Street Vendors Deserve Dignity Too


July 30 , 2022
By Kidist Yidnekachew ( Kidist Yidnekachew has degrees in psychology and journalism and communications. She can be reached at kidyyidnekachew@gmail.com. )


I was getting off the taxi a week ago when I saw two law-enforcement officers holding what appeared to be a small box for charger cables and ID holders. In front of them was a street vendor pleading with them. He looked sad.

Why would he not be?

Imagine grinding all day looking to make a sale only to be stopped in one's tracks by the authorities. More officers followed from behind. Something told me this was not the first time the man got busted. Taxis and street vendors have that in common; they will never stop their mischief (the crime of selling trinkets and electronics without a license) even if they get caught. It is 'get rich or die trying.'

There is no harm in informal street vendors, except they block the road in busy areas and sometimes get hurt in the process of running away from law enforcement officers. It would be better to be formalised but the cost of renting a shop is prohibitive, especially for those on the low-income spectrum. There have been efforts by the Addis Abeba City Administration to give them space but this has not always been in parts of the city where there is foot traffic.

The formal business environment is simply not suitable for vendors who want to sell their products with a small profit margin to earn a living. Maybe after years of saving, they might come around. If one was to follow the regulations, then they might as well wait for another decade to make something of themselves. This is of course for those people with bare minimum capital. The process can be disheartening.

I had many business ideas that I wanted to start but the whole idea of renting an office, on top of other costs in promoting and developing the product, is discouraging. Business is all about taking risks, but how much? If that risk requires years of saving and there is a chance I could fail, then I might not take the risk. But if the risk is minimal and the profit margin is large, most people would go for it.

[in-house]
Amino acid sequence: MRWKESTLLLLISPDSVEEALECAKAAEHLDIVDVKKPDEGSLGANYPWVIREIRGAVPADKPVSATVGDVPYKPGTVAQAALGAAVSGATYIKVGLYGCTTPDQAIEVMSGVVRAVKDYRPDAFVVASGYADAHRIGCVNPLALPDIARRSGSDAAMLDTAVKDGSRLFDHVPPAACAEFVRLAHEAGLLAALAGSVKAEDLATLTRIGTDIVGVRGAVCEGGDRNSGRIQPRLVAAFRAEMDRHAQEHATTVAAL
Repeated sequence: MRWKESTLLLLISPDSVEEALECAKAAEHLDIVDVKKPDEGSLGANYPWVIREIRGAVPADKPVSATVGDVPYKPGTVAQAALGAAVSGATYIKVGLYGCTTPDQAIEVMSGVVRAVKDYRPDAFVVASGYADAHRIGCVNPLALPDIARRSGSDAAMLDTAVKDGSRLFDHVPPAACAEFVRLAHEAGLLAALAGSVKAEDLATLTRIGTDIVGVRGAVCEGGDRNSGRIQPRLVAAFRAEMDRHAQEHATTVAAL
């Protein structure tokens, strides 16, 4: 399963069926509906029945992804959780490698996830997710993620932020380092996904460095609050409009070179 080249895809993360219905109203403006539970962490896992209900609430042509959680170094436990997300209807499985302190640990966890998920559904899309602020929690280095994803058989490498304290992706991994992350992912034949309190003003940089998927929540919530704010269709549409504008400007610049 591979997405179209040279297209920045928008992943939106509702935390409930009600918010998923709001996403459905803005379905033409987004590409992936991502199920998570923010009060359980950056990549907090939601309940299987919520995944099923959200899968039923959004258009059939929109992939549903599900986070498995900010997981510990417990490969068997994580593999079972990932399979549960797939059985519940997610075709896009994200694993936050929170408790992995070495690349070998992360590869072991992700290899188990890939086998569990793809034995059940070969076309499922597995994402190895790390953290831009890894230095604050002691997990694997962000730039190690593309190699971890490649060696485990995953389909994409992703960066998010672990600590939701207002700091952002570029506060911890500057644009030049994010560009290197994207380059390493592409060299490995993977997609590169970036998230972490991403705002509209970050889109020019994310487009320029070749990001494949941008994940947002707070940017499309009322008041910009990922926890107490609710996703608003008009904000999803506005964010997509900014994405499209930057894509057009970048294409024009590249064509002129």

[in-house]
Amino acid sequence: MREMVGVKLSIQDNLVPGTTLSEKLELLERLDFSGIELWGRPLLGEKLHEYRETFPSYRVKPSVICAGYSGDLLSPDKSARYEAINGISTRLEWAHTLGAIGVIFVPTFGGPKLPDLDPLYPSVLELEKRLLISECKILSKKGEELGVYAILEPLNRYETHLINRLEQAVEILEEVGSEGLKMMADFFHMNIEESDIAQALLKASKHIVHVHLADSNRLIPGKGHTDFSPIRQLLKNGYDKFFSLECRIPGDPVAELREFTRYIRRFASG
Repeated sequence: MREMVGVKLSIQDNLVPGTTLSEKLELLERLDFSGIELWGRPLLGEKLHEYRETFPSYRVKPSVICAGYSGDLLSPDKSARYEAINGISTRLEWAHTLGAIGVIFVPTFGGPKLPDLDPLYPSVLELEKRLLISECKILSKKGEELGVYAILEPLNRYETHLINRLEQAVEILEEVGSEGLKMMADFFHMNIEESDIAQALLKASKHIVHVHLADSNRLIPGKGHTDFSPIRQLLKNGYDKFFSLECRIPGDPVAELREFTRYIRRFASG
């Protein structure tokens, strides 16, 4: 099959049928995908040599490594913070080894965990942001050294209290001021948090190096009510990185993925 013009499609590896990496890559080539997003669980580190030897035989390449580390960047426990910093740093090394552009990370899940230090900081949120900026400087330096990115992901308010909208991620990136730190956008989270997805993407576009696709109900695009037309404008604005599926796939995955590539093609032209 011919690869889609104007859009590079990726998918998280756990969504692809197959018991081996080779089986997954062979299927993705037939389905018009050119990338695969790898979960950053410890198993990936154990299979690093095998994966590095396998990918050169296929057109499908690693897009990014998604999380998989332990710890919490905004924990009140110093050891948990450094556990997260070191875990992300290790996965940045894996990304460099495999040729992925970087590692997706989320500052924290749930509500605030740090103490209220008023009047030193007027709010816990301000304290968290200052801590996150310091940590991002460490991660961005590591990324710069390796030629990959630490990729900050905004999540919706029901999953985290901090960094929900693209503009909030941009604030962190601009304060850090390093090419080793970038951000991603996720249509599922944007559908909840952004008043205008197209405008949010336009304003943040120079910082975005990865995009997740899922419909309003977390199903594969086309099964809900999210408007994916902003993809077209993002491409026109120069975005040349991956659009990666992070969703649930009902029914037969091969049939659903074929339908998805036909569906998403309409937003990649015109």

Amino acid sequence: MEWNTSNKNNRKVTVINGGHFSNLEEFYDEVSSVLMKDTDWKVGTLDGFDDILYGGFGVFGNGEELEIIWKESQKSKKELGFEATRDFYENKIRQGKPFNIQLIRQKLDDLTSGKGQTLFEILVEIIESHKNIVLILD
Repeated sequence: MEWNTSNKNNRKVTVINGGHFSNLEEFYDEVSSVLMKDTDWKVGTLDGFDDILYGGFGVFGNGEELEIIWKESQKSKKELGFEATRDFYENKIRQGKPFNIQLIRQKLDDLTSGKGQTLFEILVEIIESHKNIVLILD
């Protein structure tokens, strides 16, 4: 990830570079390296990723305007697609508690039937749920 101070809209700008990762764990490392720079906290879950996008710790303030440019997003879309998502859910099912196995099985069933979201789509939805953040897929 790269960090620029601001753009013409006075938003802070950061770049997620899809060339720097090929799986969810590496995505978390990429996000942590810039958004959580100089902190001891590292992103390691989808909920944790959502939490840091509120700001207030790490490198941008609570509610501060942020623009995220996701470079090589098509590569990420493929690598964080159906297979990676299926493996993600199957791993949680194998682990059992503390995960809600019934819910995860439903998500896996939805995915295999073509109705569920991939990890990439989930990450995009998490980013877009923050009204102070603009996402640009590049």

The struggle reminds me of a little girl selling tissue paper – the small ones on the street. She is often asking passersby to buy from her, even begging them. Her mother sits somewhere near, keeping an eye.

I once bought tissue paper from her, which looked very cheap. I told her she could keep the money and keep her merchandise. To my surprise, she refused and threw it at my feet.

“No, I don’t want your money. I just want you to buy soft from me and you did,” she said firmly.

Most people in her situation would have taken the money and sold the tissue paper, not the little girl. Another time, I found her eating leftover potato chips from the floor. Feeling bad, I gave her 10 Br. She refused to take the money and instead insisted that I could buy tissue paper from her for 10 Br.

I insisted that I did not need one; instead, I just wanted to buy her chips. She followed me and gave me the paper. I could not stop admiring her mother, who taught her integrity and honesty at such a young age. The small girl only wants what she earns.

She came to my mind while watching the street vendor begging the law enforcement officers to give him a pass.

Two men behind him were arguing whether or not the officers should let him go or not. The older man said the street vendor should learn the lesson of not complying with the law.

"His kind usually has been through the process before so many times that they know nothing will happen to them and after few days you will see them on the streets again," the old man made his argument.

The other guy did not think taking the guy's belongings was fair, although what he did was wrong.

"It probably took him many years to save money to buy the items and start the business. If his belongings are taken from him now, then he won’t have anything to do," the other guy retorted.

He thought it was better the street vendor was working and not going around stealing stuff. I happen to agree with the latter’s perspective. Until our living conditions are better, it would not be the end of the world to put up with struggling people who are a little derailed.



PUBLISHED ON Jul 30,2022 [ VOL 23 , NO 1161]



Kidist Yidnekachew has degrees in psychology and journalism and communications. She can be reached at kidyyidnekachew@gmail.com.





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